Preserving American Cultural Resources with Senior Architectural Historian, Victoria "Tori" Raines
Updated: Sep 14
Every day, architectural historians are preserving cultural resources across America. Victoria “Tori” Raines is CP&Y’s Head of Cultural Resources and a Senior Architectural Historian working with our Environmental Permitting and Planning (EPP) Practice Group to save American history.
First, Some Guidelines
Generally speaking, cultural historians like Tori are guided by two main pieces of legislation: the National Preservation Act of 1966 (sometimes referred to colloquially as “Section 106”) and the U.S. Department of Transportation (USDOT) Act of the same year (also often simply referred to as “Section 4(f)”).
These two Acts along with many other governing laws and agencies set procedures for how to most effectively and ethically preserve American history and culture while continuing to implement necessary infrastructure projects to improve communities.
“Preserving historic resources isn’t just my own personal opinion or a hobby for me (though it is),” explained Tori. “It’s generally FEDERAL LAW that has to be considered.” Plus, Tori continues, “a little bit of (seemingly extra) work at the front end is far favorable to a lot of it later on.”
Architectural historians like Tori are always striving to preserve the past with the future in mind.
Identifying & Registering a Significant Cultural Resource
Architectural historians start the preservation process by identifying current or potential significant cultural resources that are affected by a project. Although there are a variety of definitions, cultural resources are broadly defined as something created by people and ascribed historic significance. Generally, these sites are more than 50 years old.
For example, your grandmother’s Victorian era house might be a cultural resource. A weird roadside attraction along Route 66 could be a cultural resource. That old factory building you pass every day on your way to work – a cultural resource!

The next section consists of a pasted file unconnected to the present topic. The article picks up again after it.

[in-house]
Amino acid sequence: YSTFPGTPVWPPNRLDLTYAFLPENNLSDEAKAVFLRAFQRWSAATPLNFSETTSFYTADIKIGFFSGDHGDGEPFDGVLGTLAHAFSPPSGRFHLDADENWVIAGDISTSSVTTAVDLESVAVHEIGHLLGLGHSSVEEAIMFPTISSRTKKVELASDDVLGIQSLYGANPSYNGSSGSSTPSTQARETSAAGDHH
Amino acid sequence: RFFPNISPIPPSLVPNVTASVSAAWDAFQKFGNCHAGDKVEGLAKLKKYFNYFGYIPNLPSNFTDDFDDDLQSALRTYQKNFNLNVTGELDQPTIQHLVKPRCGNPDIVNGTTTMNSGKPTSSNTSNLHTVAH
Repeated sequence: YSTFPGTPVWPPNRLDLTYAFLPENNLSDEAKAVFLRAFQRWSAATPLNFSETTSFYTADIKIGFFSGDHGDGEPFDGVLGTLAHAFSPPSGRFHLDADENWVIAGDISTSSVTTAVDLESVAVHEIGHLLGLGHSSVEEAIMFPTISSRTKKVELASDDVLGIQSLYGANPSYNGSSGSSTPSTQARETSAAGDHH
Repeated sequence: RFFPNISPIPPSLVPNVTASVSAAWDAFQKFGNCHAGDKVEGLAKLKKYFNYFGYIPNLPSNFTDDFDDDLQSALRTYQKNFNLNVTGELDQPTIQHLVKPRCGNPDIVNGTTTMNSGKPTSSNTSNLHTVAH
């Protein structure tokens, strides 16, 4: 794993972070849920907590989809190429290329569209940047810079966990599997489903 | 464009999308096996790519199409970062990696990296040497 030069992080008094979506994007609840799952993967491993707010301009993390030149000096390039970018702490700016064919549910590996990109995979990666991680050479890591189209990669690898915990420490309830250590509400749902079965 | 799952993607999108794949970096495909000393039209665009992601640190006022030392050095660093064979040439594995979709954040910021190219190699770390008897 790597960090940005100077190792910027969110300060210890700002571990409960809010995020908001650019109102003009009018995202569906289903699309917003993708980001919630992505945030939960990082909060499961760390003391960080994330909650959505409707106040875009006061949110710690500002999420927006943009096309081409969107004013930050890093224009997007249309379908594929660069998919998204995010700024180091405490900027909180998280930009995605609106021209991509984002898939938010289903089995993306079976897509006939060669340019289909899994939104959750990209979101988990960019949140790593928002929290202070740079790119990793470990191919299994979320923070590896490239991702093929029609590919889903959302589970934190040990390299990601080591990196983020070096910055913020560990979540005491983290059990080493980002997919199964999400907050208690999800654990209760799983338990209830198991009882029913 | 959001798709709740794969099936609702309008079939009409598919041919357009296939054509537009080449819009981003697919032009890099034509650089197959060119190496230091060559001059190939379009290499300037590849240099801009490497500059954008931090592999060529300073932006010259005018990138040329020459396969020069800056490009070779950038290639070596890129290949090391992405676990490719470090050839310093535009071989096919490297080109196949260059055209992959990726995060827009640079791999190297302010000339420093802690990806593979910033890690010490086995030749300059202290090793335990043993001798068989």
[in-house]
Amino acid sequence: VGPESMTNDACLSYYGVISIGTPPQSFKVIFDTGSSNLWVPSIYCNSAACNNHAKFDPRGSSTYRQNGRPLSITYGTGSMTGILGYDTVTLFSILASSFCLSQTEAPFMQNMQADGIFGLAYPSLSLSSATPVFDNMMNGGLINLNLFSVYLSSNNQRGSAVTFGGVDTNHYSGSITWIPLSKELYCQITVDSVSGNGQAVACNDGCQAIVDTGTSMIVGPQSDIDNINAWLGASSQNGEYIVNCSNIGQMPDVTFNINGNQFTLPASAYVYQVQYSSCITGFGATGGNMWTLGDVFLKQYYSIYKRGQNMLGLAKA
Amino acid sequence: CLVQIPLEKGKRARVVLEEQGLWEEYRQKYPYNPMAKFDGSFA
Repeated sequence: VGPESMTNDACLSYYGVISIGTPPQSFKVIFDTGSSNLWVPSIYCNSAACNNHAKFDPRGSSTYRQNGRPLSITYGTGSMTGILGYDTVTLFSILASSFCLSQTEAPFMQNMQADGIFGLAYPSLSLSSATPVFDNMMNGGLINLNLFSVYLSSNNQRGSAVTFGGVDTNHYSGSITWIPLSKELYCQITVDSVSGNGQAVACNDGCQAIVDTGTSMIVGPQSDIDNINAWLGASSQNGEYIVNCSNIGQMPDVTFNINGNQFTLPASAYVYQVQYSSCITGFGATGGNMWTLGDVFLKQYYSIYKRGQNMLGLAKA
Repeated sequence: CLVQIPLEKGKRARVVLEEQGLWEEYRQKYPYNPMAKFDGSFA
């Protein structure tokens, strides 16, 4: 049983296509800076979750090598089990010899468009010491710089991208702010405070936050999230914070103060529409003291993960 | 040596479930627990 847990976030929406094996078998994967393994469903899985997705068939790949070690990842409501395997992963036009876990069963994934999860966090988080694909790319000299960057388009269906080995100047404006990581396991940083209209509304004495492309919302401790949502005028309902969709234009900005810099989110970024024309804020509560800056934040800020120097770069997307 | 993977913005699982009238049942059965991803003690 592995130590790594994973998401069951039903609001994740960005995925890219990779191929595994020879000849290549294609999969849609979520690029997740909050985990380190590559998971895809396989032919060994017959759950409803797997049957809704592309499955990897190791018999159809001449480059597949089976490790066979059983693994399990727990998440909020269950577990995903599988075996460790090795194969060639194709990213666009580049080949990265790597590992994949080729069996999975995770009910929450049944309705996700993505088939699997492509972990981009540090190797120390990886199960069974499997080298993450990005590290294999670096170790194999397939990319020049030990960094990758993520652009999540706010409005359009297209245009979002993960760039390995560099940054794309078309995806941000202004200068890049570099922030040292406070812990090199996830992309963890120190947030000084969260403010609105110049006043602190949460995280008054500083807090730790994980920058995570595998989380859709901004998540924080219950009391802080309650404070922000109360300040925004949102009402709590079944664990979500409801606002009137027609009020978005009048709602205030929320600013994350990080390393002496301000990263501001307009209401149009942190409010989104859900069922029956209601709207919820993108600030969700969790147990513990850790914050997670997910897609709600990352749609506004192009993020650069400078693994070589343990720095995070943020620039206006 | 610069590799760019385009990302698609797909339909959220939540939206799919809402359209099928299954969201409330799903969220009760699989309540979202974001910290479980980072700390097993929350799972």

“My absolute favorite thing is ‘discovering’ a significant historic building or area,” explained Tori. “That is, a building that’s been just sitting there, ignored, but then it has this amazing story if you dig a little.”
“It’s a wonderful feeling to find out those stories and to share them with folks.”
Once a property is identified as a potential cultural resource, Tori then presents an argument to the State Historic Preservation Office (SHPO) explaining why it is eligible for the National Register of Historic Places (NRHP), a database run by the National Park Service (NSP).
If a property is determined as eligible for the NRHP, Tori works to appropriately preserve the cultural resource according to the SHPO’s recommendations. Preserving a historically significant property may involve more nuance than simply canceling a project and putting up a plaque. There are a variety of paths for preservation, not all of which bring projects to a halt.
When full historic preservation is not possible, the SHPO will sometimes recommend mitigation strategies for necessary or unavoidable projects that involve significant cultural resources (i.e., those that have been determined eligible for the NRHP). These mitigation strategies are intended to allow the project to proceed with as little impact to the historically significant site as possible; or if they must be destroyed through the project activities, these strategies help to preserve history in another way.